Optical surface topography mapping system

A first laser beam is reflected from the front and rear surfaces of a partially silvered glass slab generating a diverging set of interference fringes which are collimated by a positive lens. A second set of fringes is generated by a second laser beam and second partially silvered glass slab and is positioned to project through the first slab and is collimated by the same positive lens. The second pattern is aligned coaxially and mutually perpendicular to the first pattern creating a rectangular parallopiped grid pattern projected upon an observed object.

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This invention relates to topographical mapping, and more particularly to a laser system for generating a grid pattern upon an observed object.

The invention provides a controllable high resolution rectangular fringe light pattern which can be made nondivergent as it propagates in space, and which can be projected on a surface for dimensional analysis and topography. The system provides a fast, efficient means for measuring, comparing and standardizing objects such as radar dishes, aircraft windscreens, fuselages, wing structures, aircraft parts, and tires. It may be applied to aerial terrain mapping, terrain following applications, and pattern recognition. Diagnostic surface mapping of living organisms and parts thereof, in-vivo and in-vitro, such as oral structures, ocular and facial structures, limbs, implants, mammaries, et cetera, is possible. Precision microscopic topography may be accomplished. Dynamic measurements of deformations or movements during applied stresses may be measured. Growth may be incrementally measured. In the particular applications of dentistry, the system provides a safe, practical, portable, clinical device for contouring oral structures in-vivo and intraorally, to produce a permanent contour record. This invention may provide more accurate contour data than do standard methods of taking impressions presently used in dentistry. The invention can also provide topographic image data for computer record storage and analysis, forensic and criminal identification, research, and for programming numerically controlled machines for fabrication of dental and medical prostheses, and health and industrial dies or forms.

Each set of parallel interference lines is generated optically as an optimum collimated fringe pattern of high contrast, through the use of a partially silvered glass plate, and a diverging coherent light beam. No physical grids or moving parts are required. The grid in this invention is merely a generated light/dark pattern.

The generation of rectangular or square parallelopiped optical fringe patterns for projection onto a surface to be analyzed topographically has not been achieved in the past. The sets of parallel lines may be adjusted optically to intersect at any angle from 0.degree. to 90.degree., and the intensities, contrasts, or spatial frequencies of either or both sets may be adjusted for a particular specimen. Further, the grid pattern may be made diverging or nondiverging in space and the area of the grid pattern may be varied optically. The grid pattern, reflected off the specimen, may be recorded with photographic, holographic, cinematic, or electronic video equipment.

The system of the present invention may be used in-vivo and can be successfully used intra-orally for teeth and other oral structures. There are no safety hazards as all electrical equipment can be isolated from the subject. Laser power levels may be adjusted for complete safety for all areas of the body.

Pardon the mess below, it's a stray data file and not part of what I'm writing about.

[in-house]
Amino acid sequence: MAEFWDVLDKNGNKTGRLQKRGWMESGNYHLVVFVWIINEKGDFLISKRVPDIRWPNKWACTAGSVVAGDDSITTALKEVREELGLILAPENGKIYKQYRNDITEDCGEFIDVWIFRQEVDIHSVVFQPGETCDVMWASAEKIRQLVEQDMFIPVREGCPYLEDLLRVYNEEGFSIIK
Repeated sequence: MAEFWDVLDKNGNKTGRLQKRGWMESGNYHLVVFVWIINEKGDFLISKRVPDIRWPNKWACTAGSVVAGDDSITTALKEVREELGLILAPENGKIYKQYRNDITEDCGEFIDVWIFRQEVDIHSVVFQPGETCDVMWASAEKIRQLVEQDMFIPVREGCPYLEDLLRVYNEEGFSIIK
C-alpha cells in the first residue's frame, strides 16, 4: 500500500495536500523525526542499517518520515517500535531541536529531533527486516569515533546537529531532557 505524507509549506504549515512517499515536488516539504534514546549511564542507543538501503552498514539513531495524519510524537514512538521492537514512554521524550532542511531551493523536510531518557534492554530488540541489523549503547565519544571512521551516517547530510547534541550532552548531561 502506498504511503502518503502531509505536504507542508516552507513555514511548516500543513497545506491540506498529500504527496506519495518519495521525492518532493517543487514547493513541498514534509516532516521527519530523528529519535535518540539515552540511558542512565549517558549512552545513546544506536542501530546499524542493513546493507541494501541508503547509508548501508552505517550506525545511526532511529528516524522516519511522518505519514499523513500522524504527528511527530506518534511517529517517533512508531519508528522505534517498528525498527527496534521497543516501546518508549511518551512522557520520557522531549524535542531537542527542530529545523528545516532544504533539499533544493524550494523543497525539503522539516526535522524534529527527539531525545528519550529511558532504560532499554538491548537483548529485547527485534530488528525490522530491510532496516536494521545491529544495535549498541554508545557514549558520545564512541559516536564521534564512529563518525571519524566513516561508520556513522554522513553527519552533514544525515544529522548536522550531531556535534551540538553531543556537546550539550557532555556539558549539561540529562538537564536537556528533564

This invention records the surface topography of any given object. It may be used with complete safety for clinical in-vivo topographic mapping of living structures, including intraoral regions. The system optically generates a rectangular grid fringe pattern which remains nearly constant as it propagates through space. When this pattern is projected on a given surface the surface topography modifies the normal grid pattern. The system records the altered pattern by photography, video imaging, et cetera, for subsequent topographic analysis. The grid pattern and/or its spatial frequency may be adjusted for optimum recording of any size, texture, or surface configuration of a given object. The recorded data may be subsequently analyzed using appropriate data processing techniques.

In operation, a highly divergent beam from a monochromatic coherent source (such as a laser), is reflected from the front and back surfaces of a partially silvered glass slab. The partial reflections generate a diverging set of interference fringes with an angular periodicity dependent on the wavelength and divergence of the incident light and the slab thickness. The periodic array of light and dark fringes is collimated by a positive lens to form a parallel set of lines with a determinably high spatial frequency. A second set of fringes is generated by a separate diverging beam and partially silvered slab, but is projected through the first glass slab and collimated by a common positive lens. The second pattern is aligned coaxial and mutually perpendicular to the first pattern, thereby creating the final rectangular parallelopiped grid pattern in space. This parallelopiped grid pattern is projected on any given object and is systematically distorted by the varied topography of the object. A record of the pattern distortion can be obtained by photographic, holographic, cinematic or electronic video means. This record of the distorted pattern, taken from a well-determined angle, contains complete spatial information necessary to reconstruct the object to a precision limited only by the resolution of the fringe spacing of the pattern. The fringe spacing is adjustable, to allow use for different topographic applications or objects.